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Polish names without a nickname (or less frequently shortened)


PippoZ 2 | 10
21 Oct 2015 #1
Hello, here is my problem. Next year my first child will be born, and we're looking for some candidate names for him or her.

Fact is that as a foreigner I do not like the habit Polish people have to use nicknames instead of full names.
For example Katarzyna is always called Kasia, Agnieszka is always called Aga, Jakób / Kuba, Maria / Marysia, and so on for nearly every name. If I choose a name that I like for my child, I'd like that name to be used as I chose it.

Are there names which do not have a nickname, or at least that nickname is not universally used replacing the original name?
Thanks
Harry
21 Oct 2015 #2
Are there names which do not have a nickname, or at least that nickname is not universally used replacing the original name?

In short, no: Poles will transform pretty much any name. I remember a candidate for the post of Mrs Harry who insisted on calling me Harrujek; needless to say, she didn't get the position.
mafketis 24 | 8,926
21 Oct 2015 #3
I do not like the habit Polish people have to use nicknames instead of full names.

You're not going to change that. It's too deeply embedded in the language and culture. Even if you succeed then all you've done is make your child a social misfit. Better choose a name the shortened form of which you can stand. And even then your kid might prefer a different nickname (especially if you make it clear you don't like it).

I remember a candidate for the post of Mrs Harry who insisted on calling me Harrujek;

Just be glad she didn't drop the -arr-.....
Harry
21 Oct 2015 #4
You're not going to change that. It's too deeply embedded in the language and culture. ... Better choose a name the shortened form of which you can stand.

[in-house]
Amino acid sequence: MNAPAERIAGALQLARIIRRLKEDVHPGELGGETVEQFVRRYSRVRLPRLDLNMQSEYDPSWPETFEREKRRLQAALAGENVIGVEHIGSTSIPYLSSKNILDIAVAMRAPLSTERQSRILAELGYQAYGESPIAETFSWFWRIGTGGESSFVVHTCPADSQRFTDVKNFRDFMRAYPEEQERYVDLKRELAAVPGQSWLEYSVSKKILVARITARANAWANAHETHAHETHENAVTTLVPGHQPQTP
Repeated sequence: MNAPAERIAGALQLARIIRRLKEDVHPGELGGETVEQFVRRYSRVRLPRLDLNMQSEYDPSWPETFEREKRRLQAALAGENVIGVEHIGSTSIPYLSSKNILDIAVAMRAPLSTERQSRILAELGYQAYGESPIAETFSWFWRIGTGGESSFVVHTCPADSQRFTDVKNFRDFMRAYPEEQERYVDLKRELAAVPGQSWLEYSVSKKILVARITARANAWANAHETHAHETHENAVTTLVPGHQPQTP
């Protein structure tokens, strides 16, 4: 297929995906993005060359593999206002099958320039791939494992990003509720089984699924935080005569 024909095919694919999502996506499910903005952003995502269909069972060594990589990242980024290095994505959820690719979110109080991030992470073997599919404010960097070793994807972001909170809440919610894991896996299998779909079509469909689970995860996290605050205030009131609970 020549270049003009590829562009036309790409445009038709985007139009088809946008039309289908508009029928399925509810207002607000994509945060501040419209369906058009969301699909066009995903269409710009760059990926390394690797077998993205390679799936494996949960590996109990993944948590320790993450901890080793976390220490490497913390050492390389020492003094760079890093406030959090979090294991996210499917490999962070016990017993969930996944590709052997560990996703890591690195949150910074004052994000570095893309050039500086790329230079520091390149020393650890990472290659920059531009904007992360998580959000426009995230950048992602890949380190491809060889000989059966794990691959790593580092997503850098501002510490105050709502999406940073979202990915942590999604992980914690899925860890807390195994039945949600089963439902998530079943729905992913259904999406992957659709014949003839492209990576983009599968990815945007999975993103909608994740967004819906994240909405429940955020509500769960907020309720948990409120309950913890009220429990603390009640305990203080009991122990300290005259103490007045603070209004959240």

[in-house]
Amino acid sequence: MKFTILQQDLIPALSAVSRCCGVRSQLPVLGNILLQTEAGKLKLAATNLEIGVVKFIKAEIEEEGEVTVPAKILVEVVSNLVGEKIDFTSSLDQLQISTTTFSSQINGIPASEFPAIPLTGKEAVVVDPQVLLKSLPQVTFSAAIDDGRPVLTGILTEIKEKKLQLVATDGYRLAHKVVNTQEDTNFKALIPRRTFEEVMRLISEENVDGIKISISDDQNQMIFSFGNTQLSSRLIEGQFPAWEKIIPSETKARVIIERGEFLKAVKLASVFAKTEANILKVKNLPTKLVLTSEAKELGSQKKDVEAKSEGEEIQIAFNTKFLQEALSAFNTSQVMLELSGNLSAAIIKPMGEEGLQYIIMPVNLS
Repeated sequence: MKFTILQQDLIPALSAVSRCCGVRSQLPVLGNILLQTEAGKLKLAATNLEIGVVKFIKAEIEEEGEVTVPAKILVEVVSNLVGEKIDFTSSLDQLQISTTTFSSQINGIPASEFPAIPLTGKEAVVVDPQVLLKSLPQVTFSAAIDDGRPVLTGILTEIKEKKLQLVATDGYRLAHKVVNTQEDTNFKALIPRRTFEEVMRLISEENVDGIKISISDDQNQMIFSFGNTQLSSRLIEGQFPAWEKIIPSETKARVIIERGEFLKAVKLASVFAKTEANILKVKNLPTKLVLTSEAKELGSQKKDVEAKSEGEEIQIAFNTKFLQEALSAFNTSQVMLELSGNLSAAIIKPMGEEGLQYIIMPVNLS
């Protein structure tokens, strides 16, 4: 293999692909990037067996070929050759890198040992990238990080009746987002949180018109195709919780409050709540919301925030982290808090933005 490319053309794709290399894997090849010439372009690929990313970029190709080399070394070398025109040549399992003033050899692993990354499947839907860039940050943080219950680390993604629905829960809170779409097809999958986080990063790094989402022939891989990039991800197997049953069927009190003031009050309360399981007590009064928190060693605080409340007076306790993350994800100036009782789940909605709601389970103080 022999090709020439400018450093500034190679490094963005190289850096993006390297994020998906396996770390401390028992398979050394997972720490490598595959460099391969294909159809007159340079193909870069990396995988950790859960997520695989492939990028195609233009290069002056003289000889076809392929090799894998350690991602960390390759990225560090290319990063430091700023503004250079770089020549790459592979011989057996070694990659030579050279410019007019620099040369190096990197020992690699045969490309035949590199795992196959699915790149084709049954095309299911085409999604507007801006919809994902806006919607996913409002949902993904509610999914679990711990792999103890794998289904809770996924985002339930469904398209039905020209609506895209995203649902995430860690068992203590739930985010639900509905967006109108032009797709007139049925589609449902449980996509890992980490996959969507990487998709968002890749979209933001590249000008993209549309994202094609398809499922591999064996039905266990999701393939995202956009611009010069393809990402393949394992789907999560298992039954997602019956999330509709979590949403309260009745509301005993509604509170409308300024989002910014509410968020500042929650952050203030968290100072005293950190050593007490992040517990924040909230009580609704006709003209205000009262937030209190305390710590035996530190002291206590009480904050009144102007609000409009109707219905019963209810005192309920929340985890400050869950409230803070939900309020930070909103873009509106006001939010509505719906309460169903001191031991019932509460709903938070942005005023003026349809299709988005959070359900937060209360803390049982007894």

I suppose one way might be to simply choose a name which is already the shortened form, e.g. give the kid the legal name "Kuba" (instead of "Jakub") or "Asia" (instead of "Joanna").
Polsyr 6 | 769
21 Oct 2015 #5
You can rest assured that people will find (or invent if necessary) a diminutive for just about any Polish name, and even foreign name, if they wanted. It is not intended to offend and it is not disrespectful. It is a part of the culture, and it is entirely normal in Poland.

However, here are some names that are somewhat less frequently used in diminutive form (per my personal experience).

Female:
Ewa
Kinga (sometimes "shortened" to Kinia)
Bianka/Blanka

Male:
Paweł
Konrad
£ukasz
smurf 39 | 1,981
21 Oct 2015 #6
If I choose a name that I like for my child, I'd like that name to be used as I chose it.

That's stupid, if you don't like nicknames why didn't you use you're real name on this forum?

I've had a nickname since I was about 7 and only my parents call me by my 'real' name.
People will shorten names anyway, no matter what country you're in and then nicknames are attained thru deeds achieved or failed.
Nicknames are great, formal names are boring.
OP PippoZ 2 | 10
21 Oct 2015 #7
Polsyr Female: Ewa, Kinga, Bianka/Blanka
Male: Paweł, Konrad, £ukasz